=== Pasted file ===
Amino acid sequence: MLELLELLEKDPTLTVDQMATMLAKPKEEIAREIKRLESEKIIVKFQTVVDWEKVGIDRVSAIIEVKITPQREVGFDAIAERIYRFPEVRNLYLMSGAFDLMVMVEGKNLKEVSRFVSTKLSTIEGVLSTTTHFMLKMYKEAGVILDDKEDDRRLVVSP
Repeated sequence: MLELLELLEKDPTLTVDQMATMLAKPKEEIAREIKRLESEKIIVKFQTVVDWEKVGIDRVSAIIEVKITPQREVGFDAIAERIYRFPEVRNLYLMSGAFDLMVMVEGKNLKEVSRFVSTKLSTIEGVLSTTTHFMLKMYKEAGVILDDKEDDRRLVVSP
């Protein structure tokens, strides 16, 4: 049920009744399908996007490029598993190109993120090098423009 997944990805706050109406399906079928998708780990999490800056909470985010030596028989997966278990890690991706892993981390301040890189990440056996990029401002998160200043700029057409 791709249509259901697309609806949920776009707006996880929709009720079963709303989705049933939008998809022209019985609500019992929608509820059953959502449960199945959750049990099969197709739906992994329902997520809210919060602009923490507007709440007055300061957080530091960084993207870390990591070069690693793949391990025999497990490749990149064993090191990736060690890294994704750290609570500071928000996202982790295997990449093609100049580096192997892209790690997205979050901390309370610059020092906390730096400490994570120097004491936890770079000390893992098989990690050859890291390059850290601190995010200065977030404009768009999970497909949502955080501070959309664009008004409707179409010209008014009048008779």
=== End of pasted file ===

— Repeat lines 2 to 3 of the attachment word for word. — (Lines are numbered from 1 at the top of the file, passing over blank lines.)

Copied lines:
Repeated sequence: MLELLELLEKDPTLTVDQMATMLAKPKEEIAREIKRLESEKIIVKFQTVVDWEKVGIDRVSAIIEVKITPQREVGFDAIAERIYRFPEVRNLYLMSGAFDLMVMVEGKNLKEVSRFVSTKLSTIEGVLSTTTHFMLKMYKEAGVILDDKEDDRRLVVSP
């Protein structure tokens, strides 16, 4: 049920009744399908996007490029598993190109993120090098423009 997944990805706050109406399906079928998708780990999490800056909470985010030596028989997966278990890690991706892993981390301040890189990440056996990029401002998160200043700029057409 791709249509259901697309609806949920776009707006996880929709009720079963709303989705049933939008998809022209019985609500019992929608509820059953959502449960199945959750049990099969197709739906992994329902997520809210919060602009923490507007709440007055300061957080530091960084993207870390990591070069690693793949391990025999497990490749990149064993090191990736060690890294994704750290609570500071928000996202982790295997990449093609100049580096192997892209790690997205979050901390309370610059020092906390730096400490994570120097004491936890770079000390893992098989990690050859890291390059850290601190995010200065977030404009768009999970497909949502955080501070959309664009008004409707179409010209008014009048008779």